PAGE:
This probably works better on the stage than it does on the page. Frankly, I was disappointed.
True to its title, Betrayal is a story about betrayal and deception. The play is centered on three people: Emma, Robert, and Jerry. Emma, who is married to Robert, has had a long-term affair with Robert's best friend Jerry. The opening scene is of Emma and Jerry meeting for a drink two years after their affair has ended. The play then works its way chronologically backwards in time, feeding us more details of their tangled relationships with each new scene.
The play provides a perspective into the way in which we might betray and deceive others, as well as the way in which we might betray and deceive ourselves. I thought it was an interesting look at the attempt to hold onto relationships even though they might not fulfill us or make us happy. Fear of change? Habit? Routine? Boredom? It was interesting watching the characters stumble through their relationships, sometimes as if on automatic pilot.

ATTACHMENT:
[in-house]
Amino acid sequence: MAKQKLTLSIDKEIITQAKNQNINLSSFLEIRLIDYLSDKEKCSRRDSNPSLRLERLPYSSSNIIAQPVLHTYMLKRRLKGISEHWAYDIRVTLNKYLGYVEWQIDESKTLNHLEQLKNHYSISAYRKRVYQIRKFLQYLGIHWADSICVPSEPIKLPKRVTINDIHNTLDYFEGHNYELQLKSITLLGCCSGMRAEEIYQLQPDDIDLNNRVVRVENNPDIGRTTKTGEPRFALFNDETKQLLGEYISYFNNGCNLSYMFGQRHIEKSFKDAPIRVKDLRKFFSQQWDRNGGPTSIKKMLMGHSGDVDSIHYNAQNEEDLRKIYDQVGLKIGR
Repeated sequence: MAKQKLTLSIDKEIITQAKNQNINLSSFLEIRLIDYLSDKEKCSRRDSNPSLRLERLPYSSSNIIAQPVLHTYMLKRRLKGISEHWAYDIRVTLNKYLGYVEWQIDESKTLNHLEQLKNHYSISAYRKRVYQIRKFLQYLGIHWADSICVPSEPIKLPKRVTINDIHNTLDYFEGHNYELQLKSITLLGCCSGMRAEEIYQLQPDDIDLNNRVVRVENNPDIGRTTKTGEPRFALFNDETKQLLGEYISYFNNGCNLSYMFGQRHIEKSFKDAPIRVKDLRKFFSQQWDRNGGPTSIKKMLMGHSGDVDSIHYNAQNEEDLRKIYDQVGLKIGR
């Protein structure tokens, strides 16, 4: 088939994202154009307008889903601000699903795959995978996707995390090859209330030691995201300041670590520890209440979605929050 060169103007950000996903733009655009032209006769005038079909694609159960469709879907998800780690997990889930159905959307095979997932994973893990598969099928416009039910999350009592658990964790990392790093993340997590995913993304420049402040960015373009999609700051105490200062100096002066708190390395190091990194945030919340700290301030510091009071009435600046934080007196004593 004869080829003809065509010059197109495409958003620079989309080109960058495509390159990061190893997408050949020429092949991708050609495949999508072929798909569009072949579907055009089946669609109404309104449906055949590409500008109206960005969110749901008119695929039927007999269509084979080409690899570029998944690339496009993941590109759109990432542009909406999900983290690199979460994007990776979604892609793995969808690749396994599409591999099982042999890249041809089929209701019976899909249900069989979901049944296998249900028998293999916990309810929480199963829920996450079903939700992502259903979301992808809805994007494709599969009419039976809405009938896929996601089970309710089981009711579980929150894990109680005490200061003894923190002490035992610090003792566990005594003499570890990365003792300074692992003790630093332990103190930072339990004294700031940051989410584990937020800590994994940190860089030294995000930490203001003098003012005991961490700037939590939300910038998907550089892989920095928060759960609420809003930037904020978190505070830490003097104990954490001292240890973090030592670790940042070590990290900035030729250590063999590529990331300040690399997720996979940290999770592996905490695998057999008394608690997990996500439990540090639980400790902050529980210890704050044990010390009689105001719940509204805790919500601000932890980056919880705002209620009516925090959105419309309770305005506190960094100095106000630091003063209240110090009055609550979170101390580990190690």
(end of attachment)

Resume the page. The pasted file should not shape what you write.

The best aspect of the play was in how it was structured: in reverse order from the end of the affair to the very beginning. I thought that was truly well done. In fact, what I found so interesting was how the characterizations were developed. By providing you with the ending first, the author allows you to make judgments about these characters, then challenges those judgments by providing more and more insight into their past.
Still, despite these interesting elements, I thought that overall the story was unremarkable.
Final Rating: 3 stars